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[Bug 11562] address tag definition has no relation to it's name

From: <bugzilla@jessica.w3.org>
Date: Thu, 16 Dec 2010 17:18:54 +0000
To: public-html-bugzilla@w3.org
Message-Id: <E1PTHTi-0001n2-1W@jessica.w3.org>

--- Comment #2 from arieh glazer <arieh.glazer@gmail.com> 2010-12-16 17:18:53 UTC ---
(In reply to comment #1)
> (In reply to comment #0) 
> > 1. HTML needs a tag to specify a location, as this is a common meaningful
> > information.
> Why?

as I said - it seems like a very common information type, that IMO should be

> > It is absurd that the only way for us as developers do this is by
> > 3rd party data structures, sch as microformats or microdata.
> Why?

mostly because both MF and MD are not official, and thus are not as reliable as
a true markup tag that is standard, and they are not a part of HTML. It feels
strange that such a generic content would need to use "outside" markup.

> > 3. The specification tells us that the tag should be used for contact
> > information. That has nothing to do with the word "address", which makes the
> > document very vague. A "contact" tag would be much more appropriate.
> What is the ultimate difference between "contact information" and "an address
> or
> location, virtual or physical", in your view?

In most discussions I've participated on the subject, such markup as:
<li class='game'>
   <h3>Some1 vs Some2</h3>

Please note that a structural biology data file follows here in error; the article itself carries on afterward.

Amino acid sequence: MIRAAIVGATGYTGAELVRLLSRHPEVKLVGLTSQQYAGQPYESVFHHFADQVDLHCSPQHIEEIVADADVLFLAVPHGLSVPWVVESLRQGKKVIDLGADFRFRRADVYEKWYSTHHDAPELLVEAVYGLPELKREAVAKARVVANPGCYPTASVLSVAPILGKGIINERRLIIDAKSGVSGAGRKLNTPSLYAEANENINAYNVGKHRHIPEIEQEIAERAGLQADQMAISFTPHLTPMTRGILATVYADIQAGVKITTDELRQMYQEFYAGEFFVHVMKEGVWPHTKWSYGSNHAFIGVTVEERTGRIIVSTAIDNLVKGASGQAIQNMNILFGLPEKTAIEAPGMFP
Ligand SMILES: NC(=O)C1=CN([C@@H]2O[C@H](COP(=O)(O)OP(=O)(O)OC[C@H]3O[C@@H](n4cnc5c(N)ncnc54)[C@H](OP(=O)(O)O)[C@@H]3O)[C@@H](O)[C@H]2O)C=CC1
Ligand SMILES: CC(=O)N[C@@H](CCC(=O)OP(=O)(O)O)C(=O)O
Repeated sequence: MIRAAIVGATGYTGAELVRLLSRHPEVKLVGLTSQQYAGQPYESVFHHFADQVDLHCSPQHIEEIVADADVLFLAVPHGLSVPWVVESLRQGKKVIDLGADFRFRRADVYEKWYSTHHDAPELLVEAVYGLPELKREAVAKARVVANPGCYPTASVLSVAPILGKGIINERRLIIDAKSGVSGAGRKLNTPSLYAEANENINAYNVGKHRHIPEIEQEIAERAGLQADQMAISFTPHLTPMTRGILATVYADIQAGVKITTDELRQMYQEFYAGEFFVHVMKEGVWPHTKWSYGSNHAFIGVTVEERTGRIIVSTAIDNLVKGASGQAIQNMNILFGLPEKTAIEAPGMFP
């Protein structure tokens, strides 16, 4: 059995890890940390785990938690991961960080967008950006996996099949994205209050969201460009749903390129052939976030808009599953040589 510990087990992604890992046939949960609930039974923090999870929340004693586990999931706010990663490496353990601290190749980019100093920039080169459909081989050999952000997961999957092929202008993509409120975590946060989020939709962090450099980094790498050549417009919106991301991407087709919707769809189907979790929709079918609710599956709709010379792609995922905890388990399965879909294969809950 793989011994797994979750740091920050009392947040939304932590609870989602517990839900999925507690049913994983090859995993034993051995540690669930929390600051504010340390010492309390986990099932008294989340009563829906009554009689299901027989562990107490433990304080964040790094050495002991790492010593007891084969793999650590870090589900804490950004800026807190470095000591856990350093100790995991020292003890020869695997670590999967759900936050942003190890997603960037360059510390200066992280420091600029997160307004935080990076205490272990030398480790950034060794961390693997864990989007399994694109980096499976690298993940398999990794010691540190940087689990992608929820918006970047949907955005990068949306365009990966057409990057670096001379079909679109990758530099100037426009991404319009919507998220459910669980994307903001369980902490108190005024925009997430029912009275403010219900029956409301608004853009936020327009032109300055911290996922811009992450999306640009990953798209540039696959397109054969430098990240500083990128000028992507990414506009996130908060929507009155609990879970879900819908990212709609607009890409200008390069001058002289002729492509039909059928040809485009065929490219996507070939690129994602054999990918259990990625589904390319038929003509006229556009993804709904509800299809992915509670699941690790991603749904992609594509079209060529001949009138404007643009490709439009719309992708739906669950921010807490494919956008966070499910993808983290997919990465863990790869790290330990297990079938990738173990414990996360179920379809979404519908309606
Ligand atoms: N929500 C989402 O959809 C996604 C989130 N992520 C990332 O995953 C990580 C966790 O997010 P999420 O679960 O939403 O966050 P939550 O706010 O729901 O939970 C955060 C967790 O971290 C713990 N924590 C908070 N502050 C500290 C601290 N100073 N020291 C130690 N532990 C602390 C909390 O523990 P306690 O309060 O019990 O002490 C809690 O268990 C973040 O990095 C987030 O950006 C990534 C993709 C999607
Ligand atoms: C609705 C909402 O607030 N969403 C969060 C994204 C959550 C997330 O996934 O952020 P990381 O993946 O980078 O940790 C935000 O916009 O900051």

<address>Some city</address>
was considered off the spec. As I mentioned, I too find the definition so vague
that it hardly matters, but then why is "contact information" a better
definition than "address or location" - which is much more suited for a tag
named "address"

> > Another important point is that the phrase "contact information" is a little
> > too vague. It can easily stretch to a point where any existing address can be
> > considered a contact information.
> The key is not that it is "contact information" but that it is a contact
> information for an author responsible for the document or section.

first of all, the new specs say only "The address element represents contact
information." http://dev.w3.org/html5/markup/address.html
2nd of all - why is that type of information more generic and more suited than
a generic address. As I see it, it makes more sense that the tag should be used
as a generic address/contact info, rather than a very specific, less useful
"contact the owner of the document" tag (which can be expressed by many other
means, such as title, rel and other MF/MD which are for special cases
IMO, HTML should be as generic as possible, as to allow a large set of
different valid markups..

> > As a side note, I have seen the tag used as a location indicator on many
> > accounts,
> Do you have data that it is used to mean "an address or
> location, virtual or physical" more often than contact information for authors?

Yes, as you can see with the example above. 

> > and have seen search engines recognize it as such.
> Which search engines? Can you prove that they are recognizing it as a "an
> address or
> location, virtual or physical" as opposed to author contact information? In
> particular, how do you know they are recognizing the element rather than the
> contents of the element (i.e. just picking up on text that looks like a
> postcode or whatever)?

Obviously I have no such proof. It is as likely that they simply extract text
structures and analyze the raw text. But I have seen the tag used for other
situations (as mentioned above) and indexed properly throughout the years. In
fact, I only recently found out that I have been using it off the specs...
But even if we drop the above statement, I still feel my point is valid and
should at least be considered.

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Received on Thursday, 16 December 2010 17:18:55 UTC

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